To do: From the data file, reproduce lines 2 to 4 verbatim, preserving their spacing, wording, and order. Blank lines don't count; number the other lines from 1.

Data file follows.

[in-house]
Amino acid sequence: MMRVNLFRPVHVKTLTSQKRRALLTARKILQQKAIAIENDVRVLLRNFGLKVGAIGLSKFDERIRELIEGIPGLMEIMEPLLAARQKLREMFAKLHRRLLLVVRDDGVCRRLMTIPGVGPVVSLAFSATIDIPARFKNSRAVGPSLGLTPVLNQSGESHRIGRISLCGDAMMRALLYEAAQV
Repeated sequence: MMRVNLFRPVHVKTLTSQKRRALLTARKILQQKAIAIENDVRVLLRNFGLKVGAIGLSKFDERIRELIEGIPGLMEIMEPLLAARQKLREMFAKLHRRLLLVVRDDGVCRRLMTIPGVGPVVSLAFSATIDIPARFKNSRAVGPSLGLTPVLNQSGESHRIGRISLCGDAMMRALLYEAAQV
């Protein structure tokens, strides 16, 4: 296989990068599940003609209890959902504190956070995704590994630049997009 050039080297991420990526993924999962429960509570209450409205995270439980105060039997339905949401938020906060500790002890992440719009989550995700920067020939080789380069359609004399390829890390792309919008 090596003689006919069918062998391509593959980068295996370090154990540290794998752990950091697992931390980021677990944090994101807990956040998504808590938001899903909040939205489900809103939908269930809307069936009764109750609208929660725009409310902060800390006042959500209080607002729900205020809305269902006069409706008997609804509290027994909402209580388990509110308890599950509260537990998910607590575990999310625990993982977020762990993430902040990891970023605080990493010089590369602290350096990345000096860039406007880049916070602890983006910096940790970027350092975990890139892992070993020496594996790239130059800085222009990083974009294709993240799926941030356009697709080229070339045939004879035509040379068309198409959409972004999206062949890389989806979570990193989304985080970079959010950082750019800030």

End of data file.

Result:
Amino acid sequence: MMRVNLFRPVHVKTLTSQKRRALLTARKILQQKAIAIENDVRVLLRNFGLKVGAIGLSKFDERIRELIEGIPGLMEIMEPLLAARQKLREMFAKLHRRLLLVVRDDGVCRRLMTIPGVGPVVSLAFSATIDIPARFKNSRAVGPSLGLTPVLNQSGESHRIGRISLCGDAMMRALLYEAAQV
Repeated sequence: MMRVNLFRPVHVKTLTSQKRRALLTARKILQQKAIAIENDVRVLLRNFGLKVGAIGLSKFDERIRELIEGIPGLMEIMEPLLAARQKLREMFAKLHRRLLLVVRDDGVCRRLMTIPGVGPVVSLAFSATIDIPARFKNSRAVGPSLGLTPVLNQSGESHRIGRISLCGDAMMRALLYEAAQV
């Protein structure tokens, strides 16, 4: 296989990068599940003609209890959902504190956070995704590994630049997009 050039080297991420990526993924999962429960509570209450409205995270439980105060039997339905949401938020906060500790002890992440719009989550995700920067020939080789380069359609004399390829890390792309919008 090596003689006919069918062998391509593959980068295996370090154990540290794998752990950091697992931390980021677990944090994101807990956040998504808590938001899903909040939205489900809103939908269930809307069936009764109750609208929660725009409310902060800390006042959500209080607002729900205020809305269902006069409706008997609804509290027994909402209580388990509110308890599950509260537990998910607590575990999310625990993982977020762990993430902040990891970023605080990493010089590369602290350096990345000096860039406007880049916070602890983006910096940790970027350092975990890139892992070993020496594996790239130059800085222009990083974009294709993240799926941030356009697709080229070339045939004879035509040379068309198409959409972004999206062949890389989806979570990193989304985080970079959010950082750019800030």